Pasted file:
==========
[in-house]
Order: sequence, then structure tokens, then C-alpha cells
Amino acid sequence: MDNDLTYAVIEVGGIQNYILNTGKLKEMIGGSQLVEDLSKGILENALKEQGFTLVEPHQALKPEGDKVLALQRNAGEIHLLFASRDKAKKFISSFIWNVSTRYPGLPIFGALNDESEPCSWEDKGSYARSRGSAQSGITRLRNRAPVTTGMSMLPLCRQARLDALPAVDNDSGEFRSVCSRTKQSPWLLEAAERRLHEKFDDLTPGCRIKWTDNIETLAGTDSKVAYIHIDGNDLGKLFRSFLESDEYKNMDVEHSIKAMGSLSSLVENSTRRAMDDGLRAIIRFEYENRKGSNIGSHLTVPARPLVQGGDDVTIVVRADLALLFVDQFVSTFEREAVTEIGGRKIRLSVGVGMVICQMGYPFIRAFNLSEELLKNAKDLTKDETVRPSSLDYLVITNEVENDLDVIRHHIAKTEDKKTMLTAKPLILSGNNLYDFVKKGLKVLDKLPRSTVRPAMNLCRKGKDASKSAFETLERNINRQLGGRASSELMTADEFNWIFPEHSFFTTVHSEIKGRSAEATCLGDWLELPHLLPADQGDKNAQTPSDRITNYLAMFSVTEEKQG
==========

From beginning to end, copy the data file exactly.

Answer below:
[in-house]
Order: sequence, then structure tokens, then C-alpha cells
Amino acid sequence: MDNDLTYAVIEVGGIQNYILNTGKLKEMIGGSQLVEDLSKGILENALKEQGFTLVEPHQALKPEGDKVLALQRNAGEIHLLFASRDKAKKFISSFIWNVSTRYPGLPIFGALNDESEPCSWEDKGSYARSRGSAQSGITRLRNRAPVTTGMSMLPLCRQARLDALPAVDNDSGEFRSVCSRTKQSPWLLEAAERRLHEKFDDLTPGCRIKWTDNIETLAGTDSKVAYIHIDGNDLGKLFRSFLESDEYKNMDVEHSIKAMGSLSSLVENSTRRAMDDGLRAIIRFEYENRKGSNIGSHLTVPARPLVQGGDDVTIVVRADLALLFVDQFVSTFEREAVTEIGGRKIRLSVGVGMVICQMGYPFIRAFNLSEELLKNAKDLTKDETVRPSSLDYLVITNEVENDLDVIRHHIAKTEDKKTMLTAKPLILSGNNLYDFVKKGLKVLDKLPRSTVRPAMNLCRKGKDASKSAFETLERNINRQLGGRASSELMTADEFNWIFPEHSFFTTVHSEIKGRSAEATCLGDWLELPHLLPADQGDKNAQTPSDRITNYLAMFSVTEEKQG